Latino Leaders Celebrate Hispanic Heritage Month at Peace Corps Career Forum
October 11, 2000WASHINGTON, D.C., October 11, 2000—To commemorate Hispanic Heritage Month, the Peace Corps today hosted a forum on public service and international affairs careers for Latino college students and young professionals. Peace Corps Director Mark Schneider has established the recruitment of more Hispanic Americans as an agency-wide priority.
"It is crucial that our volunteers accurately reflect the vibrant and varied cultures of the United States as they work with people in the 76 countries we serve," said Schneider. "It is equally important that people from every heritage participate in the Third Goal of the Peace Corps, to return home and share their experiences abroad with communities throughout our country."
Assistant Secretary of State, Peter F. Romero, spoke in support of the Peace Corps' efforts to recruit more Latino volunteers. Romero, a former U.S. ambassador to Ecuador and currently the highest ranking Latino in the Department of State, gave a keynote address encouraging Hispanic Americans and others to consider Peace Corps service and careers in public service and international affairs. Hector Rivera, the Peace Corps' director for Policy, Planning & Analysis, Jos Ralls, assistant inspector general for the Department of Labor, and James Rodriguez, a former Peace Corps Volunteer in Ukraine, each shared their professional experiences. Ralls also served as a Peace Corps volunteer in Honduras in the late 1970s, and as a Peace Corps country director for Romania and Uruguay in the 1990s. The forum was moderated by Wilfredo Sauri, the Peace Corps' new director of Minority Recruitment. Raul Yzaguirre, president of the National Council of La Raza, also has lent his voice to the Peace Corps' efforts to recruit Latinos recently by recording a public service announcement for the agency.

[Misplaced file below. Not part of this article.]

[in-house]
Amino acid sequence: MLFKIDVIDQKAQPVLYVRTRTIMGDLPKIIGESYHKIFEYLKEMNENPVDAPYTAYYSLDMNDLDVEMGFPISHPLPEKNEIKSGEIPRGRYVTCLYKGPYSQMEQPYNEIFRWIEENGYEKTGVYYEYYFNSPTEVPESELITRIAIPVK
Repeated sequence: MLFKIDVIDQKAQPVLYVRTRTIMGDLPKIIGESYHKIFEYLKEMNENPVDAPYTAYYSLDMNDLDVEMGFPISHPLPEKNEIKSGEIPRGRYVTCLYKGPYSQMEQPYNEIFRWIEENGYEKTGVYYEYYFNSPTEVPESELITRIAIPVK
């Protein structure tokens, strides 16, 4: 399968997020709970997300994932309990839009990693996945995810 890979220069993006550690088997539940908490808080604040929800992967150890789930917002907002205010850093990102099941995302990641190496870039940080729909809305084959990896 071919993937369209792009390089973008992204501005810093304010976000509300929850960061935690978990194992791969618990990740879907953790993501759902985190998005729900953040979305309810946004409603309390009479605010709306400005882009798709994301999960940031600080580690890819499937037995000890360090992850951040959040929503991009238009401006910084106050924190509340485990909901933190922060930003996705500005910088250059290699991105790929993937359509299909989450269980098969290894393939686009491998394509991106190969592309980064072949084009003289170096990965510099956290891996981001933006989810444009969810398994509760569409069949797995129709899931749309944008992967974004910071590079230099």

Currently, more than 200 Hispanic Americans serve as Peace Corps volunteers in over 60 nations in every region of the globe. They hail from the District of Columbia, Puerto Rico, and 35 states, including Maryland and Virginia. Since 1961, more than 161,000 Americans have joined the Peace Corps and have served in 134 countries worldwide.